For many years, the environmental effects of agrochemicals and industrial chemicals were subjects of public concern, increasing regulation and toxicological risk assessment, while the environmental effects of pharmaceuticals were largely neglected. It was only in the 1990s that regulators turned their attention towards pharmaceuticals, which resulted in the European Medicines Agency producing its ‘Guideline’on the environmental risk assessment of medicinal products for human use, which came into force in 2006. The current regulations only apply to ‘new’ authorisations for medicines (i.e. from 2006), so medicinal substances already licensed for use in the EU before that date are not covered.
Excreted pharmaceuticals can have significant adverse effects in the environment; for example, hormonal pharmaceuticals used in oral contraceptives and HRT can seriously affect the reproduction of fish and amphibians. The presence of antibiotics in the environment can encourage the development of antibiotic-resistant strains of bacteria. According to the non-governmental organisation CHEM Trust, typically 30-90% of an ingested active pharmaceutical ingredient is excreted, and may subsequently reach the environment via sewage treatment works. The spreading of sewage sludge on the land can lead to terrestrial pollution by pharmaceuticals.
The toxicological risk assessment is carried out in a number of stages. Firstly, for some categories of medicine, namely vitamins, vaccines, herbal medicines, electrolytes, amino acids, peptides, proteins, carbohydrates and lipids, the risk assessment merely consists of a justification showing that further testing is not required, since these classes of medicine are not normally expected to cause environmental problems. All other new medicines have to go on to the first phase of the assessment. Those judged to have a potentially significant risk on the first phase go on to the second phase of the risk assessment, which is split into two tiers.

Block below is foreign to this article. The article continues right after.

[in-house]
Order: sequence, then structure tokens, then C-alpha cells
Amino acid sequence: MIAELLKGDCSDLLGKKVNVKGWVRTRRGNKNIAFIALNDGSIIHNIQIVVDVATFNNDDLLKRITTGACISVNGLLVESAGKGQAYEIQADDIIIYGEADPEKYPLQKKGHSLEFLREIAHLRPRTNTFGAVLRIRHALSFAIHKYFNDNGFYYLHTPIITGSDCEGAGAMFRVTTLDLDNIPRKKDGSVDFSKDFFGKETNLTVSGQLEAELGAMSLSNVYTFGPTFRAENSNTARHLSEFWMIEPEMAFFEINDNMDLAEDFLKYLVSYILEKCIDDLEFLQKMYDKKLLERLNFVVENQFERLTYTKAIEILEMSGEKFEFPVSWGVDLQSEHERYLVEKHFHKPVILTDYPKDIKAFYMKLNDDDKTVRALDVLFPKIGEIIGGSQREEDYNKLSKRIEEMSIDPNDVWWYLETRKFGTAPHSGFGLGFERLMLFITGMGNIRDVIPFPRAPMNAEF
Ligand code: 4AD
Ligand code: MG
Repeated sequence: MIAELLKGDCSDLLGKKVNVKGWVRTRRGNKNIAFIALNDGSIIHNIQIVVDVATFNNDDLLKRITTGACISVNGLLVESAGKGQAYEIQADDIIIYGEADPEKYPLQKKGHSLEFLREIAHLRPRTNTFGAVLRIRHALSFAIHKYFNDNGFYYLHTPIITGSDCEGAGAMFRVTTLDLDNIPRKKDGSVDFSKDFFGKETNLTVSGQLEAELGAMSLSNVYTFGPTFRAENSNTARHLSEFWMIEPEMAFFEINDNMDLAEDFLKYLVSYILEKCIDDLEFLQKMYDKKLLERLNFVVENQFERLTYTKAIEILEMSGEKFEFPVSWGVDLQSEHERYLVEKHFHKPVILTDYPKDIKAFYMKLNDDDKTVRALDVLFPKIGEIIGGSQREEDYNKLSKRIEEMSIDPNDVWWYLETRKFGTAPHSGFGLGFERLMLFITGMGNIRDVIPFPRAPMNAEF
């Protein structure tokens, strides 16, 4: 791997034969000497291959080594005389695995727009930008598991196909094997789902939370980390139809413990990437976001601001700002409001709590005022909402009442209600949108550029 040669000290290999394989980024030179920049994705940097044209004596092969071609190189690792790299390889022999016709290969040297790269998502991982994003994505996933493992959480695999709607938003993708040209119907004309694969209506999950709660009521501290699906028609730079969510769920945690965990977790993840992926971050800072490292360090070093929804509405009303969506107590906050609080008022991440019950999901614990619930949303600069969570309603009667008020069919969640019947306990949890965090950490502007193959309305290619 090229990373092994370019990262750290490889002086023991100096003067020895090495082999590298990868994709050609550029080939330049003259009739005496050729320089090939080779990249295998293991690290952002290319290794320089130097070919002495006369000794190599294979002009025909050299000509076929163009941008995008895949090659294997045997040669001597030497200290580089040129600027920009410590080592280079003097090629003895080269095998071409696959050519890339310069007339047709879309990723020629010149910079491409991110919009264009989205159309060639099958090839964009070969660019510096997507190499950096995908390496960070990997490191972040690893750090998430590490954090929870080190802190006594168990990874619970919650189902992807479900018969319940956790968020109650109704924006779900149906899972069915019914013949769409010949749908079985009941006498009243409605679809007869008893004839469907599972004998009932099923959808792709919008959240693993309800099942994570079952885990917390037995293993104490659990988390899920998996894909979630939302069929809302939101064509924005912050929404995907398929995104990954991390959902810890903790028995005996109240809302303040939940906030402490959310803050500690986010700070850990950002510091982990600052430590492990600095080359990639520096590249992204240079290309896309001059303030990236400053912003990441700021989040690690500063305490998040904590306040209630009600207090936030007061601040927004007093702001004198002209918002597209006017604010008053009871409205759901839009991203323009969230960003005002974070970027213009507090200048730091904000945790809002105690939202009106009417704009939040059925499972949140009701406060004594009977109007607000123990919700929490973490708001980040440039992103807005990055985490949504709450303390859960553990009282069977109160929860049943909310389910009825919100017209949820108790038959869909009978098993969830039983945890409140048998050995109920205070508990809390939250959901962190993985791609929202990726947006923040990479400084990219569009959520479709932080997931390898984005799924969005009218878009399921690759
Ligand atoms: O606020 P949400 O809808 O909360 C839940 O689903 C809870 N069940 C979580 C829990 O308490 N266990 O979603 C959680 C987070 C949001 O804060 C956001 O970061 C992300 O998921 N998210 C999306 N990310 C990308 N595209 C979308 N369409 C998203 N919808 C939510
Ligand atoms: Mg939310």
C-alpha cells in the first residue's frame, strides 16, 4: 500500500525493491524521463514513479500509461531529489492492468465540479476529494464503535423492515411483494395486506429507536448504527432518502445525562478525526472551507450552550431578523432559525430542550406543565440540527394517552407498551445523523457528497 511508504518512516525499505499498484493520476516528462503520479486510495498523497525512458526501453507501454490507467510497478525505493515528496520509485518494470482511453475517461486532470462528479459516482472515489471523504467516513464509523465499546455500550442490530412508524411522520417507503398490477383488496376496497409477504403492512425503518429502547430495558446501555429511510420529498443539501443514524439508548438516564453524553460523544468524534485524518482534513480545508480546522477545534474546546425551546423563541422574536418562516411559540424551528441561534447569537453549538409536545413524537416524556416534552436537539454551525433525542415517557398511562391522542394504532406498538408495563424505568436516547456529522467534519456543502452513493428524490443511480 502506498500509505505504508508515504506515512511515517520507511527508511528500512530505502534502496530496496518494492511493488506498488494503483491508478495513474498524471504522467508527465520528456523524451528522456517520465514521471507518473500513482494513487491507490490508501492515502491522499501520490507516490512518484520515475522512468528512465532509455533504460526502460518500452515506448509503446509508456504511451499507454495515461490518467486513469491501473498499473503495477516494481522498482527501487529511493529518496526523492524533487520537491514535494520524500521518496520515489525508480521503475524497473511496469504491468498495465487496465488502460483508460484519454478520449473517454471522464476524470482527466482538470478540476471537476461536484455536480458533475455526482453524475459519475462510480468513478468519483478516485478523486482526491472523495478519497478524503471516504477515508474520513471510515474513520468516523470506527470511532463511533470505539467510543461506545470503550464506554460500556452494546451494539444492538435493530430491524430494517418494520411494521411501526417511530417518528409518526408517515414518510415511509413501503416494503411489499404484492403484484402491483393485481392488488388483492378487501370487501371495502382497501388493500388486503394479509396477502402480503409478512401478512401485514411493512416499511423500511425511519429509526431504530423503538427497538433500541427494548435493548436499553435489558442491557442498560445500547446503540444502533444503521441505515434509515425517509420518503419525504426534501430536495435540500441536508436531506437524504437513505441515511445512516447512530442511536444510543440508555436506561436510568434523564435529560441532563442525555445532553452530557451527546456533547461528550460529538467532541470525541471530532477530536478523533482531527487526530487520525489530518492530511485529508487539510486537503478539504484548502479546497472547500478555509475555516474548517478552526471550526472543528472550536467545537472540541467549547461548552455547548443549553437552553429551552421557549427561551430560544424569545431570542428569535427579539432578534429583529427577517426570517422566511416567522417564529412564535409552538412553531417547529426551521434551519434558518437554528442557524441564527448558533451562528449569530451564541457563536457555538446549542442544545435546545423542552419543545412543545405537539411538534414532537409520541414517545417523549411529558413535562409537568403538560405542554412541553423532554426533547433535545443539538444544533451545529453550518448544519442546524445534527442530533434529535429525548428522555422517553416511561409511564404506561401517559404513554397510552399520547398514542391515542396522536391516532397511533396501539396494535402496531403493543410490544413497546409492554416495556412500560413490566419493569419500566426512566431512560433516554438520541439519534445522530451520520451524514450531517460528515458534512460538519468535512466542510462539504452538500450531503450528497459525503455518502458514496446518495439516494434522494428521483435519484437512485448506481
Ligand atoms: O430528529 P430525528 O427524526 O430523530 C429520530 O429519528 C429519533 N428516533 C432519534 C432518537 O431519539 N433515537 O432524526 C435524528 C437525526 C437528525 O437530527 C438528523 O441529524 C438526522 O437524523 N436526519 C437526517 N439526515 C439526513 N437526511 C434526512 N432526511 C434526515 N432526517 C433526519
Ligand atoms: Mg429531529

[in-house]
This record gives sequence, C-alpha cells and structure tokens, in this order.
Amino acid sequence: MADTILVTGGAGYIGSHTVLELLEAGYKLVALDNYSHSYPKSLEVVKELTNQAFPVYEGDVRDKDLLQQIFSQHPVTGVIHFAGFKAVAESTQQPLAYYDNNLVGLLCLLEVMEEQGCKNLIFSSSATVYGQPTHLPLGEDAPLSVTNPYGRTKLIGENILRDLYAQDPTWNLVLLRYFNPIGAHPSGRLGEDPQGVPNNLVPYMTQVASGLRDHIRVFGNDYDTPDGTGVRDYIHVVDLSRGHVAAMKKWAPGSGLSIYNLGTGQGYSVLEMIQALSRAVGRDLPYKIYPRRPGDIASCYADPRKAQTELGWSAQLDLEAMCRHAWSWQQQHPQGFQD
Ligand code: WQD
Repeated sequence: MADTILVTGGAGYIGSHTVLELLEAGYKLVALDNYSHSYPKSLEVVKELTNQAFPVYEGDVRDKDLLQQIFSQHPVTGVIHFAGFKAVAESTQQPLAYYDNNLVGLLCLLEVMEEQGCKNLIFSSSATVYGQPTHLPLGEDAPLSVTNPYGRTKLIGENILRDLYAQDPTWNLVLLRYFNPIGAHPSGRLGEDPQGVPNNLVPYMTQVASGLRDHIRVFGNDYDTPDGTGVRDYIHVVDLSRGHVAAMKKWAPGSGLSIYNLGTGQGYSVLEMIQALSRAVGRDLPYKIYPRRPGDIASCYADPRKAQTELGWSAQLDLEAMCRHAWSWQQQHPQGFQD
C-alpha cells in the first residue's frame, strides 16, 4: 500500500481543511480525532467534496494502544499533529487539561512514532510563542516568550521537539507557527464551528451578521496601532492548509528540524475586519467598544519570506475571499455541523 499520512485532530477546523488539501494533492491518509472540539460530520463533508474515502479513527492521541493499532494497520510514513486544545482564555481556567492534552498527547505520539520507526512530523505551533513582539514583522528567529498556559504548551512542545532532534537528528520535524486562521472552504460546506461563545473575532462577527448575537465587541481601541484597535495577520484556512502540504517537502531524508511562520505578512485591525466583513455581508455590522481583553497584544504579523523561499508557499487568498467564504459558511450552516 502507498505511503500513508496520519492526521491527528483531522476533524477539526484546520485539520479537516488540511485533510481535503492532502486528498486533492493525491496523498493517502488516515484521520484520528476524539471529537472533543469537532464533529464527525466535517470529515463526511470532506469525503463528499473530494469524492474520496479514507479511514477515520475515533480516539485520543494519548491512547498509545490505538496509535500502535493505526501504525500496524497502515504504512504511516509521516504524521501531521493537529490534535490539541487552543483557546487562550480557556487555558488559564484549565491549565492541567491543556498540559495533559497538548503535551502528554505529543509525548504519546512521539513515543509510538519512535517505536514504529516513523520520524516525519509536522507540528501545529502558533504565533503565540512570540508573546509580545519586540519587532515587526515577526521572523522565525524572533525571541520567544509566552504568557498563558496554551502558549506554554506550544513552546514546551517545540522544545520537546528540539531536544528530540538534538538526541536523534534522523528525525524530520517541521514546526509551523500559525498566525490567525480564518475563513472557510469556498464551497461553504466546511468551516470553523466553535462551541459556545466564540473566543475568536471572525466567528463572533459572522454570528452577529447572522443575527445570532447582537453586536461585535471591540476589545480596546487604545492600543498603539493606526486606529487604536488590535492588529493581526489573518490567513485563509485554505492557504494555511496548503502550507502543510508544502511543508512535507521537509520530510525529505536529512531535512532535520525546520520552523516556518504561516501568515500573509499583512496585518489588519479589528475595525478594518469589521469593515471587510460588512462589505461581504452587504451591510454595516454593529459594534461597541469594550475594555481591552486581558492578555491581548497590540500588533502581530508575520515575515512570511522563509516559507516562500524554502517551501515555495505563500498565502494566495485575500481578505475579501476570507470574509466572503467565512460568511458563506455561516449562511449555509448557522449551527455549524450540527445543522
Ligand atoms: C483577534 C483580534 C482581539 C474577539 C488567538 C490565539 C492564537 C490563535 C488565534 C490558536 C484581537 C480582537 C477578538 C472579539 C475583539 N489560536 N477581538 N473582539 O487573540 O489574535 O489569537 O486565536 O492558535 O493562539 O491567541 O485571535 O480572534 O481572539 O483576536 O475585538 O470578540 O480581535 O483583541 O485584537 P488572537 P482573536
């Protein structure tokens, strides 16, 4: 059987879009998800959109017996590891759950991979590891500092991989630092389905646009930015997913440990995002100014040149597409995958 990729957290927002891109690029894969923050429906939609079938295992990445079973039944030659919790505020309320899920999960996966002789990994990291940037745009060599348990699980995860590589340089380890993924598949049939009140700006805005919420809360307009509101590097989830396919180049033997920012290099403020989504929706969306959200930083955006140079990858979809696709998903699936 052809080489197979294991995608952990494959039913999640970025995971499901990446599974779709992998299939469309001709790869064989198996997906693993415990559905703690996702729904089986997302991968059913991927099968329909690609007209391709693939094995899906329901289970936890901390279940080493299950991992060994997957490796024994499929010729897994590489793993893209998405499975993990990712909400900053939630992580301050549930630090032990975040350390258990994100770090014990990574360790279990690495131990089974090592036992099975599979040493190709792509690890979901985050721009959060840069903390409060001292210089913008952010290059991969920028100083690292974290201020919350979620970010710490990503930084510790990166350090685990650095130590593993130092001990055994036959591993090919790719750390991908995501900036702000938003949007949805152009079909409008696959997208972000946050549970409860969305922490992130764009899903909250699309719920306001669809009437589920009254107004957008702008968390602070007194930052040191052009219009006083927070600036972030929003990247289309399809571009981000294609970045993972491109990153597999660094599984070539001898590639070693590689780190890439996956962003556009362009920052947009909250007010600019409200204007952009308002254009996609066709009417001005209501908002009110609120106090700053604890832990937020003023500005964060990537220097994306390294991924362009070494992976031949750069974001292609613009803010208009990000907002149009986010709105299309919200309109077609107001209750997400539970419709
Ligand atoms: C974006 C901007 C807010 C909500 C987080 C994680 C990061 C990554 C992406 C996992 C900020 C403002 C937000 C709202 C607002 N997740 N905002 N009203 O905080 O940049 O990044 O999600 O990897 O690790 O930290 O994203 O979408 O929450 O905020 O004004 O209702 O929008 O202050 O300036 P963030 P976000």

In phase one of the toxicological risk assessment, the likely exposure of the environment to the drug substance is assessed. The Predicted Environmental Concentration (PEC) is estimated by considering the average dose and expected market share. The initial calculation assumes that the drug passes through the patient and the sewage treatment plant unchanged (a ‘worst case scenario’). The PEC for surface water, PECSURFACEWATER, is then calculated, following the procedure in the guidelines. If PECSURFACEWATER SURFFACEWATER ≥0.01 μg / litre, or there are other environmental concerns which may make this limit inappropriate, the substance has to undergo phase two of the TRA. In addition to the above calculation, if the logkow (octanol water partition coefficient) is > 4.5 (i.e. the compound is unusually lipophilic), then a risk assessment needs to carried out to determine if the compound should be classed as PBT (Persistent, Bioaccumulative and Toxic).